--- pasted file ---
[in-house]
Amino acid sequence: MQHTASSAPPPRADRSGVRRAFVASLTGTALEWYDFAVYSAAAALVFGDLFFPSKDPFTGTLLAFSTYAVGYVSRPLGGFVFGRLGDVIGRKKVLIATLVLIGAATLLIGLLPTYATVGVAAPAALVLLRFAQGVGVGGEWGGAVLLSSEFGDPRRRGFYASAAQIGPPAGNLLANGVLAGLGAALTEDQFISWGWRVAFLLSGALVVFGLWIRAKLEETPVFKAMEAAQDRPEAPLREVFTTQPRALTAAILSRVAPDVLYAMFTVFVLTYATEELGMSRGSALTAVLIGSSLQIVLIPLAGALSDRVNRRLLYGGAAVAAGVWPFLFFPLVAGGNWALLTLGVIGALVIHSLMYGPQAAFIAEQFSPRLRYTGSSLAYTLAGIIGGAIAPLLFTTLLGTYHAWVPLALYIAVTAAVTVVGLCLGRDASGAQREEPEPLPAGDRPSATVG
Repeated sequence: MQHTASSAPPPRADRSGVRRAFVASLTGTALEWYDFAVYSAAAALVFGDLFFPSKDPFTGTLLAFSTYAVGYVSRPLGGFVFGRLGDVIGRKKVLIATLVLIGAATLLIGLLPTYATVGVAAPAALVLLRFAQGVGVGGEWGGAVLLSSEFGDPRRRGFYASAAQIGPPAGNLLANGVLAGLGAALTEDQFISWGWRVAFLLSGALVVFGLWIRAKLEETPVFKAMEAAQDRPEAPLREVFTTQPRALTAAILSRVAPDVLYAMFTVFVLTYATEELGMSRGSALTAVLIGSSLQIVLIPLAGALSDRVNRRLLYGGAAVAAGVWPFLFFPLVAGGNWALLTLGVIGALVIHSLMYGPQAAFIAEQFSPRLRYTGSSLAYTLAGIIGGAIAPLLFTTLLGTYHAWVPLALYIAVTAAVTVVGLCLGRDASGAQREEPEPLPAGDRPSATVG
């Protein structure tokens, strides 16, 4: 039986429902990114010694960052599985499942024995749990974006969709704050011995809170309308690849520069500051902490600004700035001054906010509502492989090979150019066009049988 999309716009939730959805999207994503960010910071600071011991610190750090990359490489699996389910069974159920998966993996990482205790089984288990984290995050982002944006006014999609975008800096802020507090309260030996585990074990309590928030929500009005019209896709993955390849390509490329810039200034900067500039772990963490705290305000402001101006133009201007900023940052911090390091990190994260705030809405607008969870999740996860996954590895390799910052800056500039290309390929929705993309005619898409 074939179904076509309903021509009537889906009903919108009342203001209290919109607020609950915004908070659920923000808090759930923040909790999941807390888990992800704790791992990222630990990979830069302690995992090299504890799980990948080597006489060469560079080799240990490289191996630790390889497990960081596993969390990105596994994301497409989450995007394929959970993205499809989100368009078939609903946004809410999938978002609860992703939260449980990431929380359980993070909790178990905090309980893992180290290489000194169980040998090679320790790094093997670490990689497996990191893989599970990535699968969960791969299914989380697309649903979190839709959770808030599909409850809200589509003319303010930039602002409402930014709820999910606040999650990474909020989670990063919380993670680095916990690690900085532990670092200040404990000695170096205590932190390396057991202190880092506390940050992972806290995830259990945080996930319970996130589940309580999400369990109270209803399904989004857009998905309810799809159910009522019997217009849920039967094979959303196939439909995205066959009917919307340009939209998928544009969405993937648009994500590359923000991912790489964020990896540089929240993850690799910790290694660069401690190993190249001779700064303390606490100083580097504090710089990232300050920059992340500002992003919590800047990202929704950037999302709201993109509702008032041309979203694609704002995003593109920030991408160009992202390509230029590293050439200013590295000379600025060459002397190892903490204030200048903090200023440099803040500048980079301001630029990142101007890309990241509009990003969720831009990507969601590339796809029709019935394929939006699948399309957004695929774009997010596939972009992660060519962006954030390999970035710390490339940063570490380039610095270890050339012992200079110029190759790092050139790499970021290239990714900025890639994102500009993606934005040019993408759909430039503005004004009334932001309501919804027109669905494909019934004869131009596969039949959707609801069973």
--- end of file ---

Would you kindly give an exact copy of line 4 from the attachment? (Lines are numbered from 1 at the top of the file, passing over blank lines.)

């Protein structure tokens, strides 16, 4: 039986429902990114010694960052599985499942024995749990974006969709704050011995809170309308690849520069500051902490600004700035001054906010509502492989090979150019066009049988 999309716009939730959805999207994503960010910071600071011991610190750090990359490489699996389910069974159920998966993996990482205790089984288990984290995050982002944006006014999609975008800096802020507090309260030996585990074990309590928030929500009005019209896709993955390849390509490329810039200034900067500039772990963490705290305000402001101006133009201007900023940052911090390091990190994260705030809405607008969870999740996860996954590895390799910052800056500039290309390929929705993309005619898409 074939179904076509309903021509009537889906009903919108009342203001209290919109607020609950915004908070659920923000808090759930923040909790999941807390888990992800704790791992990222630990990979830069302690995992090299504890799980990948080597006489060469560079080799240990490289191996630790390889497990960081596993969390990105596994994301497409989450995007394929959970993205499809989100368009078939609903946004809410999938978002609860992703939260449980990431929380359980993070909790178990905090309980893992180290290489000194169980040998090679320790790094093997670490990689497996990191893989599970990535699968969960791969299914989380697309649903979190839709959770808030599909409850809200589509003319303010930039602002409402930014709820999910606040999650990474909020989670990063919380993670680095916990690690900085532990670092200040404990000695170096205590932190390396057991202190880092506390940050992972806290995830259990945080996930319970996130589940309580999400369990109270209803399904989004857009998905309810799809159910009522019997217009849920039967094979959303196939439909995205066959009917919307340009939209998928544009969405993937648009994500590359923000991912790489964020990896540089929240993850690799910790290694660069401690190993190249001779700064303390606490100083580097504090710089990232300050920059992340500002992003919590800047990202929704950037999302709201993109509702008032041309979203694609704002995003593109920030991408160009992202390509230029590293050439200013590295000379600025060459002397190892903490204030200048903090200023440099803040500048980079301001630029990142101007890309990241509009990003969720831009990507969601590339796809029709019935394929939006699948399309957004695929774009997010596939972009992660060519962006954030390999970035710390490339940063570490380039610095270890050339012992200079110029190759790092050139790499970021290239990714900025890639994102500009993606934005040019993408759909430039503005004004009334932001309501919804027109669905494909019934004869131009596969039949959707609801069973």